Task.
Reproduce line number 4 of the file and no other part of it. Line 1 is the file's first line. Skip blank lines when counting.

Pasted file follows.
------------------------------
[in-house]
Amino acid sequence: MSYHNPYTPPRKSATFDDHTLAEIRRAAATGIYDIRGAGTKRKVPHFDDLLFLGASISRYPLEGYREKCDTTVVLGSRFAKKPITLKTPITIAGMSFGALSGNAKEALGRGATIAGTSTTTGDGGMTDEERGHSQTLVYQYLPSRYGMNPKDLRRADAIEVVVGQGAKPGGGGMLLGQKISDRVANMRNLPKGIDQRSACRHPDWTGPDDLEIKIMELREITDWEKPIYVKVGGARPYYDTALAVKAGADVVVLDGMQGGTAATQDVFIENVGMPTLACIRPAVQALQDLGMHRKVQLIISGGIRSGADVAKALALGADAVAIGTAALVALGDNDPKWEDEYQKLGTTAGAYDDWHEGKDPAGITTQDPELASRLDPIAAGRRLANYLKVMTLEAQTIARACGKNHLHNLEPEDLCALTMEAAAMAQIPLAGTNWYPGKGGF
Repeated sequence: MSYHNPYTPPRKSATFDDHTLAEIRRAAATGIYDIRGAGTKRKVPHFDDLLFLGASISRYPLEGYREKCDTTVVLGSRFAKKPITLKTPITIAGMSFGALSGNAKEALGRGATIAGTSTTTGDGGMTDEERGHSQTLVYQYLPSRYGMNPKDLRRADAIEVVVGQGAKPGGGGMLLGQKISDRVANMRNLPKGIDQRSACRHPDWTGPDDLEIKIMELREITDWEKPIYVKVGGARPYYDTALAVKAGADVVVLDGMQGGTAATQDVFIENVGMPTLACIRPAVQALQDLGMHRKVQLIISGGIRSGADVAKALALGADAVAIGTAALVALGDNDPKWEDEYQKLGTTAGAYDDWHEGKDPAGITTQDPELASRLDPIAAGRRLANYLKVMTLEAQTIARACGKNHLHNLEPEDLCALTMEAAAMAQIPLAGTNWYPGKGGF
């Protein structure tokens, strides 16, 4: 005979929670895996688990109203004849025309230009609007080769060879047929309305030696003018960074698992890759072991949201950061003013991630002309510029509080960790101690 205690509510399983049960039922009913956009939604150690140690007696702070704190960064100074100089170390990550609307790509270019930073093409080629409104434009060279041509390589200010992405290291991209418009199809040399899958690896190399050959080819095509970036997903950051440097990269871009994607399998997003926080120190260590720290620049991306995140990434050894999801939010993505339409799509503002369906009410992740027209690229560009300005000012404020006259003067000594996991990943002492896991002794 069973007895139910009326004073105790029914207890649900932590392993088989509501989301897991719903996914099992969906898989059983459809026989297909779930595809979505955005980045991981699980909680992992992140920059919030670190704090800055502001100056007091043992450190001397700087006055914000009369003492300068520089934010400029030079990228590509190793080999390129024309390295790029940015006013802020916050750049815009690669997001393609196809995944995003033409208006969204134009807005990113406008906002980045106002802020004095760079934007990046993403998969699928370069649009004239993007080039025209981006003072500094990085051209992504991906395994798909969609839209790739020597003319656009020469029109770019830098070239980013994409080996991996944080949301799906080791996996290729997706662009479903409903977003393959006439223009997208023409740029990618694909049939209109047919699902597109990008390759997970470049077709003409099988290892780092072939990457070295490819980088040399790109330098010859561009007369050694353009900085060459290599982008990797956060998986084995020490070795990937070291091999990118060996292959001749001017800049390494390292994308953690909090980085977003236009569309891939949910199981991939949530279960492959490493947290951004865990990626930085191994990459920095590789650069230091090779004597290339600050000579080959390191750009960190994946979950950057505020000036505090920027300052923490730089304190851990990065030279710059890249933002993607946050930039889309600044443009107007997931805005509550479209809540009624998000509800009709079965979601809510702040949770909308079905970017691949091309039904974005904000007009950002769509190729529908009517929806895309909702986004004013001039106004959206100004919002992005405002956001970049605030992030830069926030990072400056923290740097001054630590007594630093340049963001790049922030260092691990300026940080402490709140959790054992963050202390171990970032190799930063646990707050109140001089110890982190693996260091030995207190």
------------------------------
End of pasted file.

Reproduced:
């Protein structure tokens, strides 16, 4: 005979929670895996688990109203004849025309230009609007080769060879047929309305030696003018960074698992890759072991949201950061003013991630002309510029509080960790101690 205690509510399983049960039922009913956009939604150690140690007696702070704190960064100074100089170390990550609307790509270019930073093409080629409104434009060279041509390589200010992405290291991209418009199809040399899958690896190399050959080819095509970036997903950051440097990269871009994607399998997003926080120190260590720290620049991306995140990434050894999801939010993505339409799509503002369906009410992740027209690229560009300005000012404020006259003067000594996991990943002492896991002794 069973007895139910009326004073105790029914207890649900932590392993088989509501989301897991719903996914099992969906898989059983459809026989297909779930595809979505955005980045991981699980909680992992992140920059919030670190704090800055502001100056007091043992450190001397700087006055914000009369003492300068520089934010400029030079990228590509190793080999390129024309390295790029940015006013802020916050750049815009690669997001393609196809995944995003033409208006969204134009807005990113406008906002980045106002802020004095760079934007990046993403998969699928370069649009004239993007080039025209981006003072500094990085051209992504991906395994798909969609839209790739020597003319656009020469029109770019830098070239980013994409080996991996944080949301799906080791996996290729997706662009479903409903977003393959006439223009997208023409740029990618694909049939209109047919699902597109990008390759997970470049077709003409099988290892780092072939990457070295490819980088040399790109330098010859561009007369050694353009900085060459290599982008990797956060998986084995020490070795990937070291091999990118060996292959001749001017800049390494390292994308953690909090980085977003236009569309891939949910199981991939949530279960492959490493947290951004865990990626930085191994990459920095590789650069230091090779004597290339600050000579080959390191750009960190994946979950950057505020000036505090920027300052923490730089304190851990990065030279710059890249933002993607946050930039889309600044443009107007997931805005509550479209809540009624998000509800009709079965979601809510702040949770909308079905970017691949091309039904974005904000007009950002769509190729529908009517929806895309909702986004004013001039106004959206100004919002992005405002956001970049605030992030830069926030990072400056923290740097001054630590007594630093340049963001790049922030260092691990300026940080402490709140959790054992963050202390171990970032190799930063646990707050109140001089110890982190693996260091030995207190």